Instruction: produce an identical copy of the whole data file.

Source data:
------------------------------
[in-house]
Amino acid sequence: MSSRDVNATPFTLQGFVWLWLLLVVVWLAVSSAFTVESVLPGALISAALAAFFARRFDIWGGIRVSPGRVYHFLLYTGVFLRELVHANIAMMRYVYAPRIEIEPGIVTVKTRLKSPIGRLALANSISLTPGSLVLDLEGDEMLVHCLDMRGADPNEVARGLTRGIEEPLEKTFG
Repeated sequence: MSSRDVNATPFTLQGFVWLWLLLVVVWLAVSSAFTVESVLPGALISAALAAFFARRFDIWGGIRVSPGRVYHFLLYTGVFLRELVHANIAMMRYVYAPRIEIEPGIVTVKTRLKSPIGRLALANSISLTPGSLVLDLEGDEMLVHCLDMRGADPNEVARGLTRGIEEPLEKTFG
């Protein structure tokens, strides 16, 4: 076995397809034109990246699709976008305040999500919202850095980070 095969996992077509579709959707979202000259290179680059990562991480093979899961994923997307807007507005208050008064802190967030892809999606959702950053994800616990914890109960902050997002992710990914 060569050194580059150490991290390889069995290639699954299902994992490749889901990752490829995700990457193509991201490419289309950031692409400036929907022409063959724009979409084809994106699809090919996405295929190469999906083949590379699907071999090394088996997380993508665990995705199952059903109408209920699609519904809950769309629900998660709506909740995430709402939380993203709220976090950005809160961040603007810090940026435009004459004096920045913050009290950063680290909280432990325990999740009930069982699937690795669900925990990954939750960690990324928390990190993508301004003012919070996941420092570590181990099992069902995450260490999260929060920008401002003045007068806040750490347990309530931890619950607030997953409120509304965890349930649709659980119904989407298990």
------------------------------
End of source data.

[in-house]
Amino acid sequence: MSSRDVNATPFTLQGFVWLWLLLVVVWLAVSSAFTVESVLPGALISAALAAFFARRFDIWGGIRVSPGRVYHFLLYTGVFLRELVHANIAMMRYVYAPRIEIEPGIVTVKTRLKSPIGRLALANSISLTPGSLVLDLEGDEMLVHCLDMRGADPNEVARGLTRGIEEPLEKTFG
Repeated sequence: MSSRDVNATPFTLQGFVWLWLLLVVVWLAVSSAFTVESVLPGALISAALAAFFARRFDIWGGIRVSPGRVYHFLLYTGVFLRELVHANIAMMRYVYAPRIEIEPGIVTVKTRLKSPIGRLALANSISLTPGSLVLDLEGDEMLVHCLDMRGADPNEVARGLTRGIEEPLEKTFG
């Protein structure tokens, strides 16, 4: 076995397809034109990246699709976008305040999500919202850095980070 095969996992077509579709959707979202000259290179680059990562991480093979899961994923997307807007507005208050008064802190967030892809999606959702950053994800616990914890109960902050997002992710990914 060569050194580059150490991290390889069995290639699954299902994992490749889901990752490829995700990457193509991201490419289309950031692409400036929907022409063959724009979409084809994106699809090919996405295929190469999906083949590379699907071999090394088996997380993508665990995705199952059903109408209920699609519904809950769309629900998660709506909740995430709402939380993203709220976090950005809160961040603007810090940026435009004459004096920045913050009290950063680290909280432990325990999740009930069982699937690795669900925990990954939750960690990324928390990190993508301004003012919070996941420092570590181990099992069902995450260490999260929060920008401002003045007068806040750490347990309530931890619950607030997953409120509304965890349930649709659980119904989407298990």